Equal treatment means equal space to disagree. For example: It is reasonable for an atheist artist to refuse to paint a mural of the crucifixion based on conscience. It is also reasonable for Jack Philips to refuse to design a custom wedding cake for a same-sex wedding ceremony for the same reason. This is the form of pluralism that is necessary for a society of all different ideologies to co-exist.

    “That code of conduct states all employees will refrain from any verbal or non-verbal obscenities, both on the job as in their personal life”

    No employer has the right to dictate one’s personal life as a private citizen.

    • Phoenix1977

      Legally a service and a product are the same thing, so thank you for proving my point. And in Colorado business owners can only dictate their terms as long as those terms are compliant with the law. In case of the Masterpiece Cakeshop they didn’t.

      Equal treatment means just that: equal treatment. In case of Jack Phllips that means treating same-sex couples exactly the same as straight couples in every way, including designing custom wedding cakes.
      So far the courts have never ruled against a business refusing a religious order. No idea why. Perhaps because the courts are on our side?

  • ElrondPA

    ” Like a custom designed wedding cake, for example, which is a product, not an art form.”

    This is the crucial question. A cake on the shelf would be a product, and Jack Phillips agrees that such should be sold to all comers (and he did/does so). He, however, considers custom-designed cakes a work of art, because he puts his creativity to work in designing them. We’ll see whether the Supremes agree with him or you.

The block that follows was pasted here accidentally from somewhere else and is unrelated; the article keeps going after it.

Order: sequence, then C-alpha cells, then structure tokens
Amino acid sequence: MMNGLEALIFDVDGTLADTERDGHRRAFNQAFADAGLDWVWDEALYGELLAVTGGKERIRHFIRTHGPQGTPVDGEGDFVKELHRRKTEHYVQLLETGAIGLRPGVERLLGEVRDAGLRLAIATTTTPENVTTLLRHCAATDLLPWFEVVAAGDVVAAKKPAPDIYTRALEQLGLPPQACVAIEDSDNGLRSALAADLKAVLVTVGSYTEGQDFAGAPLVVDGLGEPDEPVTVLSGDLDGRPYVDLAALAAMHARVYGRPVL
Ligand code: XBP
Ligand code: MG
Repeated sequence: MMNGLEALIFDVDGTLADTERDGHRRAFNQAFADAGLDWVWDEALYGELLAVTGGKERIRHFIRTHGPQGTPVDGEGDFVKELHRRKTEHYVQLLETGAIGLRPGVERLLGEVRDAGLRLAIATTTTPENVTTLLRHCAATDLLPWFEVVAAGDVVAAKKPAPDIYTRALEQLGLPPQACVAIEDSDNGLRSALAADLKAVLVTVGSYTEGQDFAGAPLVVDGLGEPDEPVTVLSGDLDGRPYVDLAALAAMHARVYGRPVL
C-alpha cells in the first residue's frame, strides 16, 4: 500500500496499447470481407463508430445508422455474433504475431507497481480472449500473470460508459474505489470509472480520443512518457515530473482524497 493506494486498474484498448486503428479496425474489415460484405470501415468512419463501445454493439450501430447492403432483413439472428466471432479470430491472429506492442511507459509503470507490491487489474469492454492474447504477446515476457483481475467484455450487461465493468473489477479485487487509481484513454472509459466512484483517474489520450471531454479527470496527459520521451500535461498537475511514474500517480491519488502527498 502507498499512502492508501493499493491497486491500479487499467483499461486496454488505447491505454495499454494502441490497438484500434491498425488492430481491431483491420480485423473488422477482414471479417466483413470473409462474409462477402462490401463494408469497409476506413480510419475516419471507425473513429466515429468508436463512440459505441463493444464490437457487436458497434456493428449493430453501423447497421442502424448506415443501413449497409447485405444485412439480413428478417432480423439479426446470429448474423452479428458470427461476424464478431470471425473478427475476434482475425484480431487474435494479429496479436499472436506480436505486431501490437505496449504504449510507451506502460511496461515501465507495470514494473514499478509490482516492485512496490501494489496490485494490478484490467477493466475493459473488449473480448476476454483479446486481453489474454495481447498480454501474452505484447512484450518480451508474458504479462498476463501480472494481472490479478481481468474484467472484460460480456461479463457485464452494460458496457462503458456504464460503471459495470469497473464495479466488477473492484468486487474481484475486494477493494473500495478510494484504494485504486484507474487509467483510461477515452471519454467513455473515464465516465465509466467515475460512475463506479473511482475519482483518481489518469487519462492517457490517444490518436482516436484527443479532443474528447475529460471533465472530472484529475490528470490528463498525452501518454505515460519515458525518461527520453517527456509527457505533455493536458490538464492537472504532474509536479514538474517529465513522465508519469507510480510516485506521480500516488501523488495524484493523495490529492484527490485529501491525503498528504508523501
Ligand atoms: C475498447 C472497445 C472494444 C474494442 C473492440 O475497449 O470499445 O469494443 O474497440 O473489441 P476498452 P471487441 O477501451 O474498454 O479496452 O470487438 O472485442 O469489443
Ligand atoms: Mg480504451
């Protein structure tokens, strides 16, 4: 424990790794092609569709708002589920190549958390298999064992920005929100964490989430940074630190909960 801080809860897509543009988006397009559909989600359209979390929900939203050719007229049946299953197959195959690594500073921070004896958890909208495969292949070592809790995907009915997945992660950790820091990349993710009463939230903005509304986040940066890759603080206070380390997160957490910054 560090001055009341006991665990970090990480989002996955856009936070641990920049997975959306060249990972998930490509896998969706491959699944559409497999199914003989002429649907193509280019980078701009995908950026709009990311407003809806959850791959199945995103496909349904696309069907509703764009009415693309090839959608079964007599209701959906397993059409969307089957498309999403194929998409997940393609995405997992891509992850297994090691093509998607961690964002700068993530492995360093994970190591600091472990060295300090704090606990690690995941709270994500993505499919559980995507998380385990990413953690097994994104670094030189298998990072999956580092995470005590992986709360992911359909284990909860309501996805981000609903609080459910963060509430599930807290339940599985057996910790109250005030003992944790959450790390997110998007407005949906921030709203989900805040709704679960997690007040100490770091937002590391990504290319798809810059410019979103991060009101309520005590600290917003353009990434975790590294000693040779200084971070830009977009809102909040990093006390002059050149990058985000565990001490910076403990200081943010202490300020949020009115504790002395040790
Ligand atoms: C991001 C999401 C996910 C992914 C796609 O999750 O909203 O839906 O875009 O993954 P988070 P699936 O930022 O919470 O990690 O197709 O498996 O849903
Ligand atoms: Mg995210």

Whatever happened to tolerance? Was that simply a tactic for gays while most people opposed them, now to be discarded since they’re on top? How does it harm a gay couple to go somewhere where their business is wanted? (Don’t give me “infliction of mental distress;” that way lies totalitarianism, as anyone who disagrees with preferred attitudes becomes a criminal.) This isn’t the Jim Crow South, where refusal of service was codified by law and by extralegal retaliation against anyone who would break ranks. There is any number of cake decorators, photographers, and venues who are happy to service gay couples; why attack those who, at their own cost, wish to dissociate themselves from such activities? “Live and let live” seems to be a one-way street.

    • Phoenix1977

      Somehow I doubt the Supreme Court will define art. And over the past 30 years the Supreme Court has sided with LGBT rights on every ocassion.

      We have no interest in being tolerant against the intolerant. This is how LGBTs have been treated by Christians for centuries (and worse). Doesn’t feel good, does it? That’s karma.